Communication Skills CHS 446 Communication Skills for the

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Communication Skills CHS 446 Communication Skills for the Healthcare Professional Mohammed S. Alnaif, Ph.

Communication Skills CHS 446 Communication Skills for the Healthcare Professional Mohammed S. Alnaif, Ph. D. [email protected] edu. sa 28/01/42 Mohammed Alnaif Ph, D 1

Interviewing Techniques An important and fundamental step in providing medical care is the patient

Interviewing Techniques An important and fundamental step in providing medical care is the patient interview. To properly diagnose the patient’s conditions and to develop the appropriate treatment plan, the healthcare professional, needs to obtain thorough and accurate medical history from the patient. 28/01/42 Mohammed Alnaif Ph, D 2

Interviewing Techniques There are three primary functions of the medical interview: v Information gathering

Interviewing Techniques There are three primary functions of the medical interview: v Information gathering v Relationship building v Patient education 28/01/42 Mohammed Alnaif Ph, D 3

The Interviewing Techniques • Subjective data • The interview as a contract between patient

The Interviewing Techniques • Subjective data • The interview as a contract between patient and examiner • Time and place • Introduction and explanation • Purpose • Length • Expectations 4 • Confidentiality Mohammed Alnaif Ph, D 28/01/42

Establish Rapport • Get organized • Do not rely on memory • Plan enough

Establish Rapport • Get organized • Do not rely on memory • Plan enough time • Ensure privacy • Get focused • Be calm, confident, warm, and helpful

Interviewing Techniques Patient Interview There are two common approaches to the patient interview: v

Interviewing Techniques Patient Interview There are two common approaches to the patient interview: v The primary care provider only approach, primary care providers interview the patient themselves. In this way the patient is required to relate their medical history only once. v The team approach, the patient is interviewed more than once. The first interview is conducted by a member of the healthcare team, such as a nurse or a medical assistant. This is followed by a subsequence interview conducted by the primary provider, such as a physician, physician assistant, or nurse practitioner. 28/01/42 Mohammed Alnaif Ph, D 6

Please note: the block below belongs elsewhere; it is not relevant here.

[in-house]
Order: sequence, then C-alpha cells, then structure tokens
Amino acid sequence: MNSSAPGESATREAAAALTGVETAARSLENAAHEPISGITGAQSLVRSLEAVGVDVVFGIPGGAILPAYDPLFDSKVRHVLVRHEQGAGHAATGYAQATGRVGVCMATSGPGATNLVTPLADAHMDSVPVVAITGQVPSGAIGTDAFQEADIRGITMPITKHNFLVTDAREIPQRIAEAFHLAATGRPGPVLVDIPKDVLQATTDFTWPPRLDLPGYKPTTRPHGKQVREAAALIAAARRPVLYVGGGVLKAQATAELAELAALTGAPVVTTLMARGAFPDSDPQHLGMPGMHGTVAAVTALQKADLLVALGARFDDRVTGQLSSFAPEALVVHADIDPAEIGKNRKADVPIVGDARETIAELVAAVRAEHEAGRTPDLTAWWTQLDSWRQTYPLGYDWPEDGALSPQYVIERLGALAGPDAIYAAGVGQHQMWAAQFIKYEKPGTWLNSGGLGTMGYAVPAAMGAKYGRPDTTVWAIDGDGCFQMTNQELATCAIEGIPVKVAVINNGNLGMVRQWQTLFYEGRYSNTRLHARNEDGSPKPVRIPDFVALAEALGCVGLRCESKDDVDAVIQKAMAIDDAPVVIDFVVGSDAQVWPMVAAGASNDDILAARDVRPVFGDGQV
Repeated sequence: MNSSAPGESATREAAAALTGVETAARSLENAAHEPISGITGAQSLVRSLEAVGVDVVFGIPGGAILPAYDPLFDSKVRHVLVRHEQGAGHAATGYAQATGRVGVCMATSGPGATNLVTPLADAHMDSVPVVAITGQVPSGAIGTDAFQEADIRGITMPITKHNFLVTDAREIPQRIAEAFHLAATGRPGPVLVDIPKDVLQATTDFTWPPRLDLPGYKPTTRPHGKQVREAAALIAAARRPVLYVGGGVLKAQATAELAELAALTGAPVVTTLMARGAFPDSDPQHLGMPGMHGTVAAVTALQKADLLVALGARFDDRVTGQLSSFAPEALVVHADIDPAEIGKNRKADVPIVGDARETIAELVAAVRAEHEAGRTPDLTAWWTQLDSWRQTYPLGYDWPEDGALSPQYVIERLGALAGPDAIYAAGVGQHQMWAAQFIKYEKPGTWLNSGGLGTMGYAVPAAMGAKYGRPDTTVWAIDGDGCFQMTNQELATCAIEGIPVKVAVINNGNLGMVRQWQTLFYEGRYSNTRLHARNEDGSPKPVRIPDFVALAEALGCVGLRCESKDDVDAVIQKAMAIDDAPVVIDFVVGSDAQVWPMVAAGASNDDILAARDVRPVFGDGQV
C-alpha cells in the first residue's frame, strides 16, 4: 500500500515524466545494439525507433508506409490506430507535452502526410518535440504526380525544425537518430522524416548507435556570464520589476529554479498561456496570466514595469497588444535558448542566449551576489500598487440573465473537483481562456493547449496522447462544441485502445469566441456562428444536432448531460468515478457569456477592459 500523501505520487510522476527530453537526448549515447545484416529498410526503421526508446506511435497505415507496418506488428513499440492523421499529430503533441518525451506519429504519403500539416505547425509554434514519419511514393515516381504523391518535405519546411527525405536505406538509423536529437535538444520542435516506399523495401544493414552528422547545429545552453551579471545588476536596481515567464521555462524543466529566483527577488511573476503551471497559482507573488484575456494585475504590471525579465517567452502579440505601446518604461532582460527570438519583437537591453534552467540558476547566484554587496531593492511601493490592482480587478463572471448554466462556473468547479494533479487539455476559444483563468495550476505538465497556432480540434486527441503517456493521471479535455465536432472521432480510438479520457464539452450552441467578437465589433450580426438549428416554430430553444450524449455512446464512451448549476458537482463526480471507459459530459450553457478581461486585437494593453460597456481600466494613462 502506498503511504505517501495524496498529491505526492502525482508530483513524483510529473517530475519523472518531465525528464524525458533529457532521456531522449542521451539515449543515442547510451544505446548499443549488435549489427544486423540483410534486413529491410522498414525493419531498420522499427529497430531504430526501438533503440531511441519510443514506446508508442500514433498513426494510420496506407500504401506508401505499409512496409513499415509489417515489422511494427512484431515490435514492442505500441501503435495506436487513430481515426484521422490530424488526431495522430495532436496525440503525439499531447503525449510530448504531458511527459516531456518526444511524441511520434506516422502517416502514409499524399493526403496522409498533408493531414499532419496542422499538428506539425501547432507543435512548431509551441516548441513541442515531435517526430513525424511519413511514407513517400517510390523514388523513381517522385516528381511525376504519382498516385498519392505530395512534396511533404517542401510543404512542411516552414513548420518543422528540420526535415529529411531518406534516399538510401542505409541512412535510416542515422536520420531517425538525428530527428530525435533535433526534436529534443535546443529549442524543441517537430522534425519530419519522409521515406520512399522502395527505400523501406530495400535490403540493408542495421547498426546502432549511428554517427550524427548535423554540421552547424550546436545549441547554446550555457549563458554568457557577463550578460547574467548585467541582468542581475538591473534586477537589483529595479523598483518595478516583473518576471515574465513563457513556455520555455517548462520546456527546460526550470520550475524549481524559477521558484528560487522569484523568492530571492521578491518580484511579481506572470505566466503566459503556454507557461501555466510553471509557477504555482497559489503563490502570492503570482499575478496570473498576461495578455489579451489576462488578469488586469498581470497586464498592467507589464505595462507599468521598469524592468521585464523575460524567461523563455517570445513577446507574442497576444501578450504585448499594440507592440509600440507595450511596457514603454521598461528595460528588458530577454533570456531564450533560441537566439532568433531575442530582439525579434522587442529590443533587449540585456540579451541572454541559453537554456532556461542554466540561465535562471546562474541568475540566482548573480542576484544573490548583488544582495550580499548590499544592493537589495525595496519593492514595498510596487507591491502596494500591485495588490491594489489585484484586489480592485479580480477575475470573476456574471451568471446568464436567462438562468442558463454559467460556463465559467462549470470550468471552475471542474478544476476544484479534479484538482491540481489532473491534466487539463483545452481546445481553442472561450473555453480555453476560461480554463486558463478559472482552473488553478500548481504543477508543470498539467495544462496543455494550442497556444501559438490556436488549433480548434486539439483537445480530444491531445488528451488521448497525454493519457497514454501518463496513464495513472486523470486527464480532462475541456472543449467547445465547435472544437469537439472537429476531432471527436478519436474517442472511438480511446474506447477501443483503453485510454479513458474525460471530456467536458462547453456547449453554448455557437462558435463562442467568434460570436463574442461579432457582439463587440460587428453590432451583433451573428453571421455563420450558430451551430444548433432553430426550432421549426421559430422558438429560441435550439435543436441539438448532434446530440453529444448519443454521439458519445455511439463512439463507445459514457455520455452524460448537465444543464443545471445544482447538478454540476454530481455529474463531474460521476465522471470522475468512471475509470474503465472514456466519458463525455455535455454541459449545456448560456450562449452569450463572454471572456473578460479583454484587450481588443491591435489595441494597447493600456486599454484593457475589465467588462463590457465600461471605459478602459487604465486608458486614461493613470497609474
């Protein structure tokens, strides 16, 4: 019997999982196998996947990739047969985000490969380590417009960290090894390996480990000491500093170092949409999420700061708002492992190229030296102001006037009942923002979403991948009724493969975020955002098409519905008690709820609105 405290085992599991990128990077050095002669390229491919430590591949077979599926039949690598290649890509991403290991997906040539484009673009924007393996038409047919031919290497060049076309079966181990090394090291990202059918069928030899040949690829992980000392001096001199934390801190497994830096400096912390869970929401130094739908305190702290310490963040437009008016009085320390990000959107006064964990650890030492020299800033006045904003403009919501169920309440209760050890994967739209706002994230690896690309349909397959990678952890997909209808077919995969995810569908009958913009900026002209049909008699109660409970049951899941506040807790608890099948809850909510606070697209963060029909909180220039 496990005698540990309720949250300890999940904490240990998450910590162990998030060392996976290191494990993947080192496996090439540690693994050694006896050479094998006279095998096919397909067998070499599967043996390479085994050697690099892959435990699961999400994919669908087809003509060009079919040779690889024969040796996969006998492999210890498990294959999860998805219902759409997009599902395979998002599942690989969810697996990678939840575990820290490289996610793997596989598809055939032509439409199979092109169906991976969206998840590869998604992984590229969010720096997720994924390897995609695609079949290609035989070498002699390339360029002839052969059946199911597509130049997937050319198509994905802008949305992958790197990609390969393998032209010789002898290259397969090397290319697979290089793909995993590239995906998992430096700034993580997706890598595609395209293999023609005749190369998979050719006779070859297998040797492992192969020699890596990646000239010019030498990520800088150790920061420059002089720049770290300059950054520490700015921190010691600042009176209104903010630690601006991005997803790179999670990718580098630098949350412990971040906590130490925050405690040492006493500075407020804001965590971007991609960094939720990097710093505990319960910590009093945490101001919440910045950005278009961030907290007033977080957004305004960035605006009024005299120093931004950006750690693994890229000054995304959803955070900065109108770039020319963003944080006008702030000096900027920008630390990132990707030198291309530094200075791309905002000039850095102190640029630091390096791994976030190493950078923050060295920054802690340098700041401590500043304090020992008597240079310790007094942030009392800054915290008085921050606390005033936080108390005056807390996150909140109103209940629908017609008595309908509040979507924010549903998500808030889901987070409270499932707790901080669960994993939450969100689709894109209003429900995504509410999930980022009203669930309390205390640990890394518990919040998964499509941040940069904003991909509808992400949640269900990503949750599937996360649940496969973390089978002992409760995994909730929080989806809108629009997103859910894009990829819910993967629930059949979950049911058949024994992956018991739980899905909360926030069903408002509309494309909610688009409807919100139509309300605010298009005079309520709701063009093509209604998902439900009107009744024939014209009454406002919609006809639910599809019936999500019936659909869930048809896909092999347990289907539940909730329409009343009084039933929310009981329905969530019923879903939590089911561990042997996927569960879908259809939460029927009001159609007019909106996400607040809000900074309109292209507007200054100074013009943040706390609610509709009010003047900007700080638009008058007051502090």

Interviewing Techniques Patient Interview v The practitioner patient relationship is often an unequal one.

Interviewing Techniques Patient Interview v The practitioner patient relationship is often an unequal one. v Healthcare Professionals are knowledgeable about their area of practice and the patient is dependent upon this expertise v HCP should display an attitude of competence and professionalism and also communicate a sense of trust and confidentiality. 28/01/42 Mohammed Alnaif Ph, D 7

Interviewing Techniques The Interviewee The patient is typically the primary source of medical information

Interviewing Techniques The Interviewee The patient is typically the primary source of medical information for this reason; the HCP will interview the patient directly. There also instances in which the patient may be unable to provide their medical history directly to the practitioner. 28/01/42 Mohammed Alnaif Ph, D 8

Interviewing Techniques The Interviewee Patients who are critically ill, or even unconscious, mentally impaired,

Interviewing Techniques The Interviewee Patients who are critically ill, or even unconscious, mentally impaired, or very young cannot effectively communicate with their caregivers. In these cases, other sources are necessary to provide the required medical information. v Family Members v Other healthcare team members v Medical records 28/01/42 Mohammed Alnaif Ph, D 9

Interviewing Techniques The Interviewee The presence of family members during the visit may offer

Interviewing Techniques The Interviewee The presence of family members during the visit may offer many significant benefits during the medical interview. v Family members may help communicate the patient’s concerns to the HCP v Improve the HCPs understanding of the patient’s problem v Improve the patient’s understanding of the diagnosis and treatment v Help the patient to remember clinical information and recommendation v Express concerns regarding the patient v Assist the patient in making decisions 28/01/42 Mohammed Alnaif Ph, D 10

Interviewing Techniques The Setting The interview between the HCP and the patient may take

Interviewing Techniques The Setting The interview between the HCP and the patient may take place face-to-face in the doctor’s office or in a hospital or a clinic. v Patients should be escorted to an area that is both private and comfortable, usually the examination room. v This way patient confidentiality is maintained v The HCP provider is able to observed any nonverbal behaviors exhibited by the patient v These observations which may be helpful in diagnosing the patient or in developing the treatment plan should be noted on the medical history form. 28/01/42 Mohammed Alnaif Ph, D 11

Interviewing Techniques The Setting The patient interview may also take place on the telephone.